She said the system was a good one and key services existed to fill the gaps.

Outside court, Cliff Robinson had said how rosy they make the system sound, to which Peter Humphreys had laughed ironically and said "yeah, I want some of that".

His family has tried many services which have not worked for Sian and he despairs at the quality of caregivers she has been sent.

They are so low paid and anyone can walk in off the street and get a job, he says.

In his affidavit to the previous Tribunal hearing, Humphries wrote about a particular incident which had caused distress.

An agency had sent a small, thin woman with a hat and glasses.

"I turned my back for a moment and turned back to see her lying on the floor with Sian on top of her trying to remove her glasses... [Sian doesn't like glasses]

"I reflected overnight and decided I couldn't cope with the anxiety and responsibility of trying to protect the safety of the carer while she was supposed to do the caring."

Jean and Stuart Burnett arrived at court on Tuesday.

Stuart made a bit of an entrance. A trolley and chairs had to be moved out the way as he slowly but deftly parked his motorised wheelchair under a table at the back.

Stuart, who has cerebral palsy and has very limited movement but a keen intelligence, is also a plaintiff in the case.

He wants his mother as his paid caregiver - this is his choice, he says.

In his affidavit to the Tribunal, he had explained his views on residential care.

"Though the resident's basic personal and hygiene needs are met - their other needs as human beings are sometimes neglected, from my observation...

"They seem to lead restricted, stifled lives with a loss of control over their own situation. This is not a choice that I would want to make for myself."

And in his home, which he half owns with his mother, when cared for by contracted caregivers, he said this: "I have disliked the experience because often I have sensed that they cannot cope with my disabilities".

His mother Jean is the oldest plaintiff. She is 76 now and has cared for Stuart for more than 40 years.

She knows his body language - she can read him, understand him.

Outside the court room, when she was talking about the transient and intrusive nature of the caregivers who have been through their own home, Stuart, who can't speak, lifted his arm to his throat.

Jean immediately translated: he was trying to indicate the case in the news recently about a caregiver who slit the throat of a tetraplegic.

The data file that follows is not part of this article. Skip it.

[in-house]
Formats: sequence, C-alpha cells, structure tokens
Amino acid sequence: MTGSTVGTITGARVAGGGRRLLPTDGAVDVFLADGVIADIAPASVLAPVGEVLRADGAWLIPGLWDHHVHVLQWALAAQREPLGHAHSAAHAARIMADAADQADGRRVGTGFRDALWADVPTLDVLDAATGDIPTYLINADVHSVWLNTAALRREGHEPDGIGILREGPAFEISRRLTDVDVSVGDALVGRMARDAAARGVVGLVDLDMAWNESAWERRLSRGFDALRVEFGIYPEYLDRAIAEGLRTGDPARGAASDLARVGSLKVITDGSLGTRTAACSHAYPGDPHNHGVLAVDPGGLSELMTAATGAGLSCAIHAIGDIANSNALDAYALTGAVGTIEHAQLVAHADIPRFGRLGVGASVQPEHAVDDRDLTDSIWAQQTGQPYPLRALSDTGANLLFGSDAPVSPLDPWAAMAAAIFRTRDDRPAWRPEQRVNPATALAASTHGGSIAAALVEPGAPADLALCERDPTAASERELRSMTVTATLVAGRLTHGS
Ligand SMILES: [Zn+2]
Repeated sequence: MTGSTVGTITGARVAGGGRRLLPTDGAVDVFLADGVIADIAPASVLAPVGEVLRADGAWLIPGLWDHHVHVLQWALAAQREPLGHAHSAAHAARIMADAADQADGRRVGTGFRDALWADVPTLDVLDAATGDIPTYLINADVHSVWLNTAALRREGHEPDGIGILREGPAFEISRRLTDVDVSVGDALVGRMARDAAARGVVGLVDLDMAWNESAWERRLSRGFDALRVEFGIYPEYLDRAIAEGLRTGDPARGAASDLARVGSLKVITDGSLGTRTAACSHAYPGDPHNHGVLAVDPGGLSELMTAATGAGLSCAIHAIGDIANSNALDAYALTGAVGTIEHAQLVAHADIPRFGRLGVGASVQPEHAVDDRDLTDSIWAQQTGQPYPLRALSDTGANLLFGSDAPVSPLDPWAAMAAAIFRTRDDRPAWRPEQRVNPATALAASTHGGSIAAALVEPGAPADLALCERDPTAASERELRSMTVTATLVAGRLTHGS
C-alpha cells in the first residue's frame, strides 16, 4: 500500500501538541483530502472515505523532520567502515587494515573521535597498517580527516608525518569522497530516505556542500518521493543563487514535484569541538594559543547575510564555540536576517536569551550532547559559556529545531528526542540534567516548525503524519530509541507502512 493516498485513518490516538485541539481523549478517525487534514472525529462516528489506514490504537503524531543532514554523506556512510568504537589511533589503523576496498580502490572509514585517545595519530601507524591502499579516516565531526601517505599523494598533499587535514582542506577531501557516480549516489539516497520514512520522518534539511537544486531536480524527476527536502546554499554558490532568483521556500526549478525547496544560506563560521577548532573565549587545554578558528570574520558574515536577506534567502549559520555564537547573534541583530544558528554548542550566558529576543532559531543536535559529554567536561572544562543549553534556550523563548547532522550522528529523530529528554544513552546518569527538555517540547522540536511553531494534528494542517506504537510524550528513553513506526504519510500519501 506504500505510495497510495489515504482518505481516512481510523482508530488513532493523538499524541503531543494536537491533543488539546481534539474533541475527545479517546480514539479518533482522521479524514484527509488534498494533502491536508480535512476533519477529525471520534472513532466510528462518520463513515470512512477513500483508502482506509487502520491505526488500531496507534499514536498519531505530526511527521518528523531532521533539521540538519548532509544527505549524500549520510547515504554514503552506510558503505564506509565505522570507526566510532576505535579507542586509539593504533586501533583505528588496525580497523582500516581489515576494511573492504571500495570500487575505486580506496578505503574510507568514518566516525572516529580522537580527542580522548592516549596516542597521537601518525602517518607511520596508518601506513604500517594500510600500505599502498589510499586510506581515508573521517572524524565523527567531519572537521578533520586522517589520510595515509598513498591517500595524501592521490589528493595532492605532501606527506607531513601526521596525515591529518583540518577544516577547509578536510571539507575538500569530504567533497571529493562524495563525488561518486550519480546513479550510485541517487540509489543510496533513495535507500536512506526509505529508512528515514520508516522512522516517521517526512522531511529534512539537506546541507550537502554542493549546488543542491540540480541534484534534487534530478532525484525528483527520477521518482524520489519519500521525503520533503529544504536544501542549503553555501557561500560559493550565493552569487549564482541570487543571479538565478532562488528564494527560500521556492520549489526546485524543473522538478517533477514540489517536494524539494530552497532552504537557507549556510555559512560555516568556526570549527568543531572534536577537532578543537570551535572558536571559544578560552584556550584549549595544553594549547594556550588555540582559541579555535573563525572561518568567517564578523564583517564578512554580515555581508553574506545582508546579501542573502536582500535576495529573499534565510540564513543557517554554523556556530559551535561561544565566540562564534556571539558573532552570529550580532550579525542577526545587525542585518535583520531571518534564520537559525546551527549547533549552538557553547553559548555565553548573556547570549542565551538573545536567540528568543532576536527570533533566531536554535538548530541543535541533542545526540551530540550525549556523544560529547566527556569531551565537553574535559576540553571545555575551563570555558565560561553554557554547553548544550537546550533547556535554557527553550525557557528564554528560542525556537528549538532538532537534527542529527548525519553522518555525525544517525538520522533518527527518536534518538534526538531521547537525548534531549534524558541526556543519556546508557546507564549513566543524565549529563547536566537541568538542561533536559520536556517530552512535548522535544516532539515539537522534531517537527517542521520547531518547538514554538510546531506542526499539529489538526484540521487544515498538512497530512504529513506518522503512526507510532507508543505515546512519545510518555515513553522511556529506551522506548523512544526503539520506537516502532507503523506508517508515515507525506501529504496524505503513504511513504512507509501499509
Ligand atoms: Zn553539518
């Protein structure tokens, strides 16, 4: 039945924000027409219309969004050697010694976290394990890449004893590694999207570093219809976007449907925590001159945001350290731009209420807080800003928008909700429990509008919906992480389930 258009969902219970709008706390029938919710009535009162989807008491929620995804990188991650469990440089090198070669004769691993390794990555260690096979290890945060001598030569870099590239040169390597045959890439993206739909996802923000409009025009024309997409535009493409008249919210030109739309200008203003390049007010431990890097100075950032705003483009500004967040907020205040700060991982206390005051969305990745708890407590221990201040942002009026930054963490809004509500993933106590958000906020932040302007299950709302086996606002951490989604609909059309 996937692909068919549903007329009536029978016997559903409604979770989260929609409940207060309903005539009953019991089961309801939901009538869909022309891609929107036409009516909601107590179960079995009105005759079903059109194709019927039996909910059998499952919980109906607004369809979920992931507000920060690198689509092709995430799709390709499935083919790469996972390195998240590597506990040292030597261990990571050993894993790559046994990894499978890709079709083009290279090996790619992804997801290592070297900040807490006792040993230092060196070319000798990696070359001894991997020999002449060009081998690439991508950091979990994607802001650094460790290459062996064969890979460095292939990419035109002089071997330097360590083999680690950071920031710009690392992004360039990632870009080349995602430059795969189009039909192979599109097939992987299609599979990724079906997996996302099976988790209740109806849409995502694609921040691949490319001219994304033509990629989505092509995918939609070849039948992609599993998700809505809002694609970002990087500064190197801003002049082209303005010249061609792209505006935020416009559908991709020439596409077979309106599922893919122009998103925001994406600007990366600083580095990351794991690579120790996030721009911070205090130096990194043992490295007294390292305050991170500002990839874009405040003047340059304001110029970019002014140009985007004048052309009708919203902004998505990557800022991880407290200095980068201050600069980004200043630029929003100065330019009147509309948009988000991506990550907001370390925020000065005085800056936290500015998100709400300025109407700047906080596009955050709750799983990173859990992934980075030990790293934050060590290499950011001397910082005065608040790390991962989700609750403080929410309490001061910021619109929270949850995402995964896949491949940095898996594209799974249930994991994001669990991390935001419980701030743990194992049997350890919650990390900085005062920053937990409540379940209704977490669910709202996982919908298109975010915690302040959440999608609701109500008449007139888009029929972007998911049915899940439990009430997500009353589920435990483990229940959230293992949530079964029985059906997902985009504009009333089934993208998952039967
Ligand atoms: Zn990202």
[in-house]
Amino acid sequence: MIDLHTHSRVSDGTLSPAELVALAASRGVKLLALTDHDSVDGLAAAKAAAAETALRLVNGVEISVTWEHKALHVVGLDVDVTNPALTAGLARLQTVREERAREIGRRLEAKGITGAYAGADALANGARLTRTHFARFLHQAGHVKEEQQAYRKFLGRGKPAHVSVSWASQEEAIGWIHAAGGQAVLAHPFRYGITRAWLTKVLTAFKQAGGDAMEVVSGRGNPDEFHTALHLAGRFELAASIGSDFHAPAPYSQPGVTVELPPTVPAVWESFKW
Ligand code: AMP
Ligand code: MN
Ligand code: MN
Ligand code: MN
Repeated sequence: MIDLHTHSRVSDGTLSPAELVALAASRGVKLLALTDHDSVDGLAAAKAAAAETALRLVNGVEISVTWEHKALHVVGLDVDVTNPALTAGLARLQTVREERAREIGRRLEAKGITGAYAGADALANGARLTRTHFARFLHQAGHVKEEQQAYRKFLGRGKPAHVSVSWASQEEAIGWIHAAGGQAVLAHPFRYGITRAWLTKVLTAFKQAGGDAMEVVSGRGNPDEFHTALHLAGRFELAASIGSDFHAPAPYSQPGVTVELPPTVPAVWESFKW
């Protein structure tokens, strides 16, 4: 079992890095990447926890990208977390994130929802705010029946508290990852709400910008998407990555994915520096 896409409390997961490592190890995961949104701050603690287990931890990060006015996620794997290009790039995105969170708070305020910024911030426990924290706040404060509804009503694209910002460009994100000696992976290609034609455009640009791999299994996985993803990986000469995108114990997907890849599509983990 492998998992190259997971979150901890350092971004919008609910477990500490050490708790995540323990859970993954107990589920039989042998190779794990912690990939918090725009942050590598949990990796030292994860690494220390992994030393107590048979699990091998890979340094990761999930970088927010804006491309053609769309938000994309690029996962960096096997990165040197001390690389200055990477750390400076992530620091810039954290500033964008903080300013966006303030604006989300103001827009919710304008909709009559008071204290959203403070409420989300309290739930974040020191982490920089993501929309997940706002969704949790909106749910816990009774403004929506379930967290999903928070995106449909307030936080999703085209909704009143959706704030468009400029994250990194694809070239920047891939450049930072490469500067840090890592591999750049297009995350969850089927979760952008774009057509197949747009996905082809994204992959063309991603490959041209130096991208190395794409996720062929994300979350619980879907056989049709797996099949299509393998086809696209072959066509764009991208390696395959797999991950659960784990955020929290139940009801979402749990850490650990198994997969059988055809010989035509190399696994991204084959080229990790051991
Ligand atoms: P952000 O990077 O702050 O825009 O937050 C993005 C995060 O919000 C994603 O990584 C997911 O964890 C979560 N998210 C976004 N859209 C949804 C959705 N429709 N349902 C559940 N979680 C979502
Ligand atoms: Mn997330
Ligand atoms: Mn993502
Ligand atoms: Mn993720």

That case might be extreme but the point is Stuart is very vulnerable, Jean says.

Not only can he be taken advantage of but he can easily choke and die if not fed properly because of his swallowing difficulties.

She won't give up this battle for what she sees as justice until she's in a box, she says.

Life at the moment, though, is about putting one foot in front of another and hoping the van doesn't get towed from the three hour disability park near the Court.

"[We're] trying to keep other people's rules, and it's impossible because they don't fit us."

This case was brought under a section of the Human Rights Acts which allows citizens to challenge the Government on policies which may breach human rights.

It is the first such case to go to the High Court but regardless of who wins, it can be appealed again and could to back to the Court of Appeal and then the Supreme Court, which could take years.

One of the original plaintiffs died in the time the case took to get to the Tribunal hearing.

The case continues next week.

76 and 44
* Jean has cared for Stuart, who has spastic atheoid cerebral palsy, all his life.

"I have never allowed him to become a professional wall-starer ... Stuart does not just need someone to wash, feed and toilet him ... he also needs someone who can enable him to live his life and live his dreams."
Jean Burnett

74, 43 and 41
* The children both have intellectual disabilities. Johnny also has schizophrenia and diabetes.
* When in care, Johnny needs two staff members all the time.
* Cliff took the the children out of homes when they were toddlers and has cared for them ever since.

"What would cost the Government less: paying parents as caregivers, or meeting the cost of institutional care full-time for their children?"
Cliff Robinson

* Sian, 22, was born with Angelman Syndrome and has very high disability support needs.
* Peter has tried many caregivers but has experienced years of frustration.

"I can't get my head around why the Government has to make our lives that much harder. They cannot provide an adquate system of regular personal care for Sian - it just isn't there."
Peter Humphries.

* Jessie, 26, has spina bifida, is partially paralysed and has other disabilities. She has very high support needs.

"I made my views known to the agency about their proposed plan to provide a team of caregivers for me ... I did not want that arrangement. It only lasted two weeks before I had an accident. I do not want strangers looking at my body - the care I need is intimate and I want some control over who provides it."
Jessie Raine

Quotes from affidavits presented to the original Human Rights Review Tribunal

- NZ Herald